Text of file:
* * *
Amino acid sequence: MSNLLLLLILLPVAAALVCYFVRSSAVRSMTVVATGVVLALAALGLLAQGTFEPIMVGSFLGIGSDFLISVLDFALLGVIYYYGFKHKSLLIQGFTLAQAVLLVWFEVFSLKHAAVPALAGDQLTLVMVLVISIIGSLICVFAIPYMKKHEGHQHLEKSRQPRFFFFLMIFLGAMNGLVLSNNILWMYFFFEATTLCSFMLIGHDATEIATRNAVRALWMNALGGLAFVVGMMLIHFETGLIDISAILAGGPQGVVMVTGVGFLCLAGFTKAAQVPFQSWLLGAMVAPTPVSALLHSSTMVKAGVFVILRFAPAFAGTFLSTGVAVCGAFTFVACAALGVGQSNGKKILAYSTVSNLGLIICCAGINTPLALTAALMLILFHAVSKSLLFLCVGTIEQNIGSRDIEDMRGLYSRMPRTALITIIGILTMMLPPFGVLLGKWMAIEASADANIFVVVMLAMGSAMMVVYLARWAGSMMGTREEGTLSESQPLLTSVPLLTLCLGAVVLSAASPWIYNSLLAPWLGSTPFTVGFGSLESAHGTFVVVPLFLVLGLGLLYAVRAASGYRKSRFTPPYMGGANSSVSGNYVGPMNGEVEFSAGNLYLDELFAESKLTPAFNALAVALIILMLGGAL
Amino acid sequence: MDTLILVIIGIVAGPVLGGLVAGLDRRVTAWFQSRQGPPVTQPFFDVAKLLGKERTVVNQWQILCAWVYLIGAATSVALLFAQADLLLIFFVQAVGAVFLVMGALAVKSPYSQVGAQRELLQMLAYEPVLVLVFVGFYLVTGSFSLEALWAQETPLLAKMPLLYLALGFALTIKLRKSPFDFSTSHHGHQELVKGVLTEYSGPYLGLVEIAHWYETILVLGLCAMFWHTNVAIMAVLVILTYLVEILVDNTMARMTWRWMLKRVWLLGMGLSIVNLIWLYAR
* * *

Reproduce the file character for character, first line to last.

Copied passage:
Amino acid sequence: MSNLLLLLILLPVAAALVCYFVRSSAVRSMTVVATGVVLALAALGLLAQGTFEPIMVGSFLGIGSDFLISVLDFALLGVIYYYGFKHKSLLIQGFTLAQAVLLVWFEVFSLKHAAVPALAGDQLTLVMVLVISIIGSLICVFAIPYMKKHEGHQHLEKSRQPRFFFFLMIFLGAMNGLVLSNNILWMYFFFEATTLCSFMLIGHDATEIATRNAVRALWMNALGGLAFVVGMMLIHFETGLIDISAILAGGPQGVVMVTGVGFLCLAGFTKAAQVPFQSWLLGAMVAPTPVSALLHSSTMVKAGVFVILRFAPAFAGTFLSTGVAVCGAFTFVACAALGVGQSNGKKILAYSTVSNLGLIICCAGINTPLALTAALMLILFHAVSKSLLFLCVGTIEQNIGSRDIEDMRGLYSRMPRTALITIIGILTMMLPPFGVLLGKWMAIEASADANIFVVVMLAMGSAMMVVYLARWAGSMMGTREEGTLSESQPLLTSVPLLTLCLGAVVLSAASPWIYNSLLAPWLGSTPFTVGFGSLESAHGTFVVVPLFLVLGLGLLYAVRAASGYRKSRFTPPYMGGANSSVSGNYVGPMNGEVEFSAGNLYLDELFAESKLTPAFNALAVALIILMLGGAL
Amino acid sequence: MDTLILVIIGIVAGPVLGGLVAGLDRRVTAWFQSRQGPPVTQPFFDVAKLLGKERTVVNQWQILCAWVYLIGAATSVALLFAQADLLLIFFVQAVGAVFLVMGALAVKSPYSQVGAQRELLQMLAYEPVLVLVFVGFYLVTGSFSLEALWAQETPLLAKMPLLYLALGFALTIKLRKSPFDFSTSHHGHQELVKGVLTEYSGPYLGLVEIAHWYETILVLGLCAMFWHTNVAIMAVLVILTYLVEILVDNTMARMTWRWMLKRVWLLGMGLSIVNLIWLYAR